·         Anatomy: The RCA courses around the medial AV groove between the right atrium and right ventricle and supplies acute marginal branches to the right ventricle. In 85% to 90% of cases, it is the dominant artery in that it gives rise to the artery to the AV node before continuing posteriorly toward the apex of the LV as the posterior descending artery, which supplies the inferior wall of the LV. The artery often continues posterolaterally beyond the crux to the opposite (lateral or left) AV groove and sends posterolateral branches to the LV (Fig. 23.29).

·         Total occlusion of the RCA will cause the following ECG changes:

o    Inferior MI: ST elevation in leads II, III, and aVF with reciprocal ST depression in I and aVL (Fig. 23.30).

o    Inferolateral MI: ST elevation in leads II, III, aVF, V5, and V6. ST elevation in V5-V6 suggests that the lateral wall of the LV is also involved (Figs. 23.31 and 23.32).

Figure 23.26: Posterolateral Myocardial Infarction (MI) and Special Leads V7-9. Electrocardiogram (ECG) A is a 12-lead ECG of a 58-year-old male presenting with chest pain. There is ST elevation in leads I, V5, and V6, and ST depression in V1-3. (B) The same as ECG A and shows only the precordial leads together with V7 to V9. ST elevation is present in V6 as well as V7, V8, and V9 consistent with acute posterolateral MI. These examples show the importance of recording special leads V7 to V9 in confirming the diagnosis of posterolateral MI. ECG courtesy of Kittane Vishnupriya, MD.

o    Inferoposterior MI: ST elevation in leads II, III, and aVF with ST depression in V1 to V3. Reciprocal ST depression in V1-V3 indicates the presence of a posterolateral MI (Figs. 23.33 and 23.34). Tall R waves may develop in V1 or V2, although this usually occurs much later several hours after the acute episode. Special leads V7-9 will record ST elevation and tall hyperacute T waves during the acute episode.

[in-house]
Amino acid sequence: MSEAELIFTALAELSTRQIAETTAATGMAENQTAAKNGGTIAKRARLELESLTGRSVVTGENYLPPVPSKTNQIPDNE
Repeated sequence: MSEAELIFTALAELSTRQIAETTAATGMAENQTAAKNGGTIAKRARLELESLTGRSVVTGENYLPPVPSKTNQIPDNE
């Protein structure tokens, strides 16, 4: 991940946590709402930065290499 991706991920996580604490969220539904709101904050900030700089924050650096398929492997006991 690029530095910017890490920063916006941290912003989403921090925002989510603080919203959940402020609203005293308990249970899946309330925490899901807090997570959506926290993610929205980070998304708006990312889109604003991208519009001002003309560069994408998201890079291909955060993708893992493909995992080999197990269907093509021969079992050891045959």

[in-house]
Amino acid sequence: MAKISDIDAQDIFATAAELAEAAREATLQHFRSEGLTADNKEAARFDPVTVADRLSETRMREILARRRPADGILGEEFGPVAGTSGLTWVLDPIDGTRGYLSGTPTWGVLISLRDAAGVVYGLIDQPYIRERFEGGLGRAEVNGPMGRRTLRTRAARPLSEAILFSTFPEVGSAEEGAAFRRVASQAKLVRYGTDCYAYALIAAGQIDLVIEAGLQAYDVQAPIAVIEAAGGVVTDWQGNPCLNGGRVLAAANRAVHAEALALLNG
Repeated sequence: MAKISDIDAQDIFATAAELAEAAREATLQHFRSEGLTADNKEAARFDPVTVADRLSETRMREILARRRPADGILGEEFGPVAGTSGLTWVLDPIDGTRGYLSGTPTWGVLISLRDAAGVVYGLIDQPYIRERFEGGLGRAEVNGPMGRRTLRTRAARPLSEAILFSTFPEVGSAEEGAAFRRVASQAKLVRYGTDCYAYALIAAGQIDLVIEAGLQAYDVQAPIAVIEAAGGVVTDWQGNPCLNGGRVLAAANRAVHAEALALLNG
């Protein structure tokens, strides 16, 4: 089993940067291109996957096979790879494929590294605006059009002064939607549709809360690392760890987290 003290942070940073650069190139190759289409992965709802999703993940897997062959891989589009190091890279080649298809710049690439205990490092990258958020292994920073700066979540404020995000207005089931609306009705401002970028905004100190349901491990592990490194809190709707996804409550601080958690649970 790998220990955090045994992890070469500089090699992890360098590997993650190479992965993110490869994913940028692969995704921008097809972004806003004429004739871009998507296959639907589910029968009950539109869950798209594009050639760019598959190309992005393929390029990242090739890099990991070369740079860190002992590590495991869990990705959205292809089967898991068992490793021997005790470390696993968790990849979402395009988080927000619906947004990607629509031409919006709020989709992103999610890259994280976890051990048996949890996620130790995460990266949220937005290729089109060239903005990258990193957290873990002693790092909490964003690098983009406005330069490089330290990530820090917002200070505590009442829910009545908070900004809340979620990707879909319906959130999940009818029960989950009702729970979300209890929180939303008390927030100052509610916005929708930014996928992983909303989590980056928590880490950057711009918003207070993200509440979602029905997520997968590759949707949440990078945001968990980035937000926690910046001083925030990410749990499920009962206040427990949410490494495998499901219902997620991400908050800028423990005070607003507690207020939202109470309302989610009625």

Figure 23.27: Acute Inferior Myocardial Infarction (MI) from Occlusion of the Left Circumflex Coronary Artery. Note that the ST elevation in lead II is more prominent than lead III. Additionally, the ST segment is isoelectric in aVL and minimally elevated in lead I. ST depression is present in V1 to V3 with ST elevation in V6 from posterolateral MI.

·         ST depression in V1-V3 may be due to ST elevation MI involving the posterolateral wall (Figs. 23.33A and 23.34). It may also be due to subendocardial injury involving the anterior wall of the LV. To differentiate one from the other, leads V7 to V9 should be recorded. If posterolateral ST elevation MI is present, V7 to V9 will record ST segment elevation. If there is subendocardial injury involving the anterior wall, the ST segments will not be elevated in V7 to V9.

Figure 23.28: Acute Myocardial Infarction with Normal Electrocardiogram (ECG). The ECG is from a 56-year-old male who presented with acute persistent chest pains. Serial ECGs were all normal although the cardiac markers were elevated. The coronary angiogram showed completely occluded left circumplex corona artery (LCx). Among the three coronary arteries, LCx coronary disease is the most difficult to diagnose electrocardiographically.

Acute Inferior MI

·         Inferior MI: In 85% to 90% of patients with acute inferior MI, the culprit vessel is the RCA and in the remaining 10% to 15%, the LCx coronary artery. Inferior MI can also occur when a long LAD that goes around the apex of the LV is occluded resulting in anterior MI that extends to the inferoapical wall (Fig. 23.19).

·         RCA and inferior MI: The following ECG findings indicate that the RCA is the culprit vessel when inferior MI is present.